Potomac Watershed Roundtable
(Conservation Currents, Northern Virginia Soil and Water Conservation District)
Fairfax County Supervisor Penny Gross (Mason District) succeeded NVSWCD Director Greg Evans as chair of the Potomac Watershed Roundtable in 2003. Evans has assumed the presidency of the Virginia Association of Soil and Water Conservation Districts.
Greg’s vision and commitment got the Roundtable started and guided it on its first steps,” said Gross. “His nurturing of the Roundtable should be appreciated by everyone who lives in the Potomac Watershed.”
During its first year , the Roundtable took its time getting organized and understanding its mission said Gross. “We had to ask ourselves if the Roundtable was really going to make a difference.”
In the second year the Roundtable got down to issues. The highlight for Gross was the erosion and sediment control committee, which she chaired. “We did a good, solid investigation and made recommendations to the Commission on the Future of Virginia’s Environment. I think our testimony validated the Roundtable. The Commission was quite surprised by the depth of our work and recognized that we knew what we were talking about. It was a feather in our cap,” she concluded.
Gross called it unfortunate that the Commission ultimately did not include many environmental protection measures in its recommendations. For the coming years, Gross hopes to build on the momentum the Roundtable had in 2002, where people got really comfortable talking to each other. “Now that we have a real dialogue among stakeholders we need to extend the dialogue to our friends across the river in Maryland and also to West Virginia, Pennsylvania, and DC. We need to remember that the Potomac runs through many states. It’s not just us and it’s not just Maryland. Our watershed is huge. All have an equal stake and all demand mutual respect for their issues.”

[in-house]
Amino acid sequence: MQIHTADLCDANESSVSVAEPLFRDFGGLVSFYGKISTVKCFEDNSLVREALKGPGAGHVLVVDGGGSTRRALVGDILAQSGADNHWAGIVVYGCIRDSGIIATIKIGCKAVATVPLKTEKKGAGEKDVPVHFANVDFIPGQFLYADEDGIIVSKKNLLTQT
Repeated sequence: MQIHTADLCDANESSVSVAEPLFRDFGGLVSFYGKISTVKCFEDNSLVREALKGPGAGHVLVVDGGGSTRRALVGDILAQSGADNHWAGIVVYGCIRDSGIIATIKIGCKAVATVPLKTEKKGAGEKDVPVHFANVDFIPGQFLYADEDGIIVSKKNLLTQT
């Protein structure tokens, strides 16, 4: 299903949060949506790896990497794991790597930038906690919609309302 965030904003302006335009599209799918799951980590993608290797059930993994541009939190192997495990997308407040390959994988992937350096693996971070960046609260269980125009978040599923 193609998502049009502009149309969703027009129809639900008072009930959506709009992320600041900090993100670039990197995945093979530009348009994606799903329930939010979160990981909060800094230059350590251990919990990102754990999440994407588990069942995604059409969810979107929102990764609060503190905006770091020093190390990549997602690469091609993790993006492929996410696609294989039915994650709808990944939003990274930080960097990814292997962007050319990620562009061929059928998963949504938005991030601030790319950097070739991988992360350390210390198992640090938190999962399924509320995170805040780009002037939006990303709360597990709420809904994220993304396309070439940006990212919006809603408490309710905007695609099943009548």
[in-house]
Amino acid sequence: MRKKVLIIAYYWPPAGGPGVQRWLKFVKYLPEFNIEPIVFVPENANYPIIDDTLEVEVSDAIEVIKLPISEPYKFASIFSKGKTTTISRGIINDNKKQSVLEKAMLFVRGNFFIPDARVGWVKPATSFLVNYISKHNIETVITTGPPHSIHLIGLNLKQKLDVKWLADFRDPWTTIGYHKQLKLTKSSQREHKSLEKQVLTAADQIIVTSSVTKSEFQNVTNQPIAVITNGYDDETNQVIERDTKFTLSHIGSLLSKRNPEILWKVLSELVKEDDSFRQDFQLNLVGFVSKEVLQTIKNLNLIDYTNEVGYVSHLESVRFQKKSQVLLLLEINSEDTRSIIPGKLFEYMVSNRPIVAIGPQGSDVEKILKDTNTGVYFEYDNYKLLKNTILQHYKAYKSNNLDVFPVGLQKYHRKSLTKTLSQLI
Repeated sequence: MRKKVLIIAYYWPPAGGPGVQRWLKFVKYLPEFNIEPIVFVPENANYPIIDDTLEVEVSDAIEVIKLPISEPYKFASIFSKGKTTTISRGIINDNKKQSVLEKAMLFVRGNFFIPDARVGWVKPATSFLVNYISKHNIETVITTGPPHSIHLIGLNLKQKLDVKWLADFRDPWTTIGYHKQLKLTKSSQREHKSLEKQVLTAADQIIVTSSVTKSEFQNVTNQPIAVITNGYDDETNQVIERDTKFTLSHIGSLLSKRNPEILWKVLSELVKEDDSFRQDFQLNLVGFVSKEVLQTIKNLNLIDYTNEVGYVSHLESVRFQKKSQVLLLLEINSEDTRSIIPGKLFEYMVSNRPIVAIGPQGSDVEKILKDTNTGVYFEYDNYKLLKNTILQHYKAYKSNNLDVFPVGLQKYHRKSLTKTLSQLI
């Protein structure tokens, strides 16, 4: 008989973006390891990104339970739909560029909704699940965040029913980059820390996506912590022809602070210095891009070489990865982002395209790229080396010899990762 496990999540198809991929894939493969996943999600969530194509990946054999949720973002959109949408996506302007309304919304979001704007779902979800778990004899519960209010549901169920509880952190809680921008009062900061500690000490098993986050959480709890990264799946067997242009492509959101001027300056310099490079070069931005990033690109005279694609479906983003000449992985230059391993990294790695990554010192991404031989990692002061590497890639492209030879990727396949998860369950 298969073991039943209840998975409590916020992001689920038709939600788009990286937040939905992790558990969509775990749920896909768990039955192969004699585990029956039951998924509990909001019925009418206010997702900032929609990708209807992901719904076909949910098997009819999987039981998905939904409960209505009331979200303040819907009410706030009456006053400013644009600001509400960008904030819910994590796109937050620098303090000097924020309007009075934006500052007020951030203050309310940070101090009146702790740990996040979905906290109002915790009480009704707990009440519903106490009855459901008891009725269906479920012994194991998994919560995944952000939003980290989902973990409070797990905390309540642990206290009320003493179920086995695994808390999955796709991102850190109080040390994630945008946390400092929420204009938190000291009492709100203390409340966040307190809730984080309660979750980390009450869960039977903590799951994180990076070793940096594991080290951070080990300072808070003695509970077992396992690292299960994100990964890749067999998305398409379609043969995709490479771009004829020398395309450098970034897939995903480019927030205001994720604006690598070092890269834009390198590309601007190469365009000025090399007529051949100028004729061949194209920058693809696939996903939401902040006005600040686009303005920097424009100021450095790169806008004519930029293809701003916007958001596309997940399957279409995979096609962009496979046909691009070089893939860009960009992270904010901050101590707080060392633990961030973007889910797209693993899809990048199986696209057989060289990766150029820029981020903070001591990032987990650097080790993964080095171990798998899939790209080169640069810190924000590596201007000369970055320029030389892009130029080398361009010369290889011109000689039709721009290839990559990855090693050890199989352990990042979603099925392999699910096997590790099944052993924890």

Gross's plans included moving agricultural issues higher on the Roundtable agenda. She said she was stunned to hear from the rural contingent at October’s 2002 Roundtable meeting that irrigation pumps had to be turned off that summer because of the high salinity of the water. While urban areas fretted about water shortages, the agricultural areas were concerned with water quality. “Urban and rural folks need to recognize each other’s issues,” said Gross.
Evans and Gross agree that one of the disappointments of the Roundtable is the lack of industry participation. They are working to correct that. Gross has said, “It may be easier to secure industry involvement this year  now that the Potomac Watershed Roundtable has found its identity.” For more information about the Roundtable, e-mail the Northern Virginia Soil and Water Conservation District or call 703-324-1460, TTY 711.
The Potomac Watershed Roundtable is a regional forum whose members are drawn from elected officials representing area local governments, state officials, the environmental community, and the boating, development, and agriculture industries. The Roundtable makes recommendations on water quality issues that impact the health of the Potomac River watershed to regional and state decision-makers.